A global ‘disconnect’ in full view


For the first time since the pandemic struck, world leaders gathered in New York this week for the United Nations General Assembly, with plenty to discuss.

Today I will talk about what we saw at the General Assembly and at the Climate Week, a series of parallel events in the city.

In addition to the war in Ukraine and the food shortage it helped unleash, global warming was high on the agenda.

As diplomats, heads of state and activists talked about the challenges of coping with the extreme weather brought on by a warming planet, a clear rift emerged. It was all about what developing countries experiencing climate impacts need and what rich countries — many of which produce the emissions that warm the planet — should provide.

That gap caught the eye on Tuesday at a Climate Forward event.

The forum started when former Vice President Al Gore called David Malpass, the president of the World Bank, a “climate denier.” In a separate public session later in the day on climate finance, my colleague David Gelles asked Malpass if he accepted the scientific consensus that fossil fuel use is warming the planet to dangerous levels.

Pressed three times, Malpass wouldn’t answer the question. “I’m not a scientist,” he said

It caused a worldwide uproar, with loud demands for his resignation.

As I wrote in a newsletter this summer, the World Bank has the power and resources to play a key role in helping developing countries grapple with flooding, extreme heat, drought and other effects of climate change. But this week’s episode spotlighted a long-running debate about whether the bank’s leadership, elected by rich countries, takes that work seriously.

By Thursday morning, Malpass had shifted his message. In an interview on CNN International, he said he accepted that human activity is warming the planet. But the calls for his removal continue.

Another example of the global divide came at a Climate Week event where my colleague Hiroko Tabuchi learned from Egypt’s Foreign Minister Sameh Shoukry.

He criticized rich countries for not fulfilling their commitments supporting developing countries with $100 billion a year for climate projects, even if it’s clear, he said, it will take trillions.

Andry Nirina Rajoelina, President of Madagascar, said that even as his island country faces cyclones and flooding, it has never seen a dime from the Green Climate Fund, the program set up under the United Nations Framework Convention on Climate Change. climate change that is supposed to be money from rich countries to climate projects.

Shoukry also called on rich countries to pay “loss and damage” reparations to developing countries suffering the worst effects of the climate crisis. Developing countries have contributed little to climate change, Shoukry noted, but are the most vulnerable to its effects. “So world, show me the beef!” he said.

The comments were especially important as Egypt will host COP27, the next global climate summit in November, and Shoukry will lead the discussions.

Leaders from developing countries had suggestions about where rich countries should start. Barbados Prime Minister Mia Motley spoke in New York on Friday morning listed more than a dozen measures that the multilateral financial institutions controlled by rich countries could take.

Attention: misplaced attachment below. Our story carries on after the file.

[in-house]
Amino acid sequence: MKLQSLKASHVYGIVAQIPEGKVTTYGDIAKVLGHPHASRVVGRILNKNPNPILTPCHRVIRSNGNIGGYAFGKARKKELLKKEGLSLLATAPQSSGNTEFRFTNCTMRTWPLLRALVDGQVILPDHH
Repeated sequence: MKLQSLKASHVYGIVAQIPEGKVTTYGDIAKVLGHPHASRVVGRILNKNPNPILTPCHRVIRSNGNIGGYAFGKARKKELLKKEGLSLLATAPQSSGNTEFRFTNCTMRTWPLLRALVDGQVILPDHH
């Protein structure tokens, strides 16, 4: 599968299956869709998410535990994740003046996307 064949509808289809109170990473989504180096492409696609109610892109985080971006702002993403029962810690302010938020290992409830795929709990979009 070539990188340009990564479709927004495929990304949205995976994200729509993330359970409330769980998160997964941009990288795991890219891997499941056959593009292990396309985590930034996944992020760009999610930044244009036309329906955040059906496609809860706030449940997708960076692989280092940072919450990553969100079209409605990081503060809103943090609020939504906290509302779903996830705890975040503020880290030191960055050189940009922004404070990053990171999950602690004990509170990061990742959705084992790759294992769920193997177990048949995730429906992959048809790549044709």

She called on the World Bank and other global institutions to increase their risk appetite and expand lending by at least $1 trillion. And she called on the International Monetary Fund to channel at least $100 billion from a global line of credit it manages to countries that need it.

“There is a mismatch between obligations and capacity,” she said, referring to rich countries. “We can’t be good at saving banks, but we can’t be good at saving countries.”

President Biden, for his part, reiterated his pledge from last year to provide $11 billion annually in climate finance. But Congress has so far only approved $1 billion.

And Denmark promised about $13 million for climate “loss and damage” to African countries. While that amount is relatively small, the precedent could be important.

Last year at COP26 in Glasgow, rich countries led a push for reparationsbut it was clear during the General Assembly that the topic will be harder to ignore this year during the talks in Egypt.

The tone has been set for COP27. Expect developing countries to increase pressure on rich countries for reparations and a more inclusive global financial system.

“A just transition means that no one or every country is left behind,” António Guterres, the United Nations Secretary-General, said in a speech to the General Assembly. “Polluters have to pay.”

The climate effect of a volcano: The undersea eruption off Tonga that shook the world in January may also have triggered a short-term spike in global warming.

Twofold success: For the first time in 30 years, the US Senate has approved a climate treaty. Lawmakers voted to join a pact to phase out a category of planet-warming chemicals.

Norway’s ‘net zero’ target: The $1.2 trillion fund investing the country’s oil revenues said it would decarbonize its assets by 2050.

More lithium: A mine in Quebec could make electric cars more affordable. It also shows how difficult it is to get lithium out of the ground and break China’s dominance in the sector.

Manchin’s pipeline: The West Virginia senator received special attention for a planned gas pipeline if he supported climate legislation. Now some lawmakers are hesitant.

More than a third of the food we produce is thrown away, and it often becomes a source of planet-warming methane in landfills. But now apps that connect customers to restaurants, pastry shops and supermarkets with leftover food are proliferating. They avoid waste. And there are some great bargains.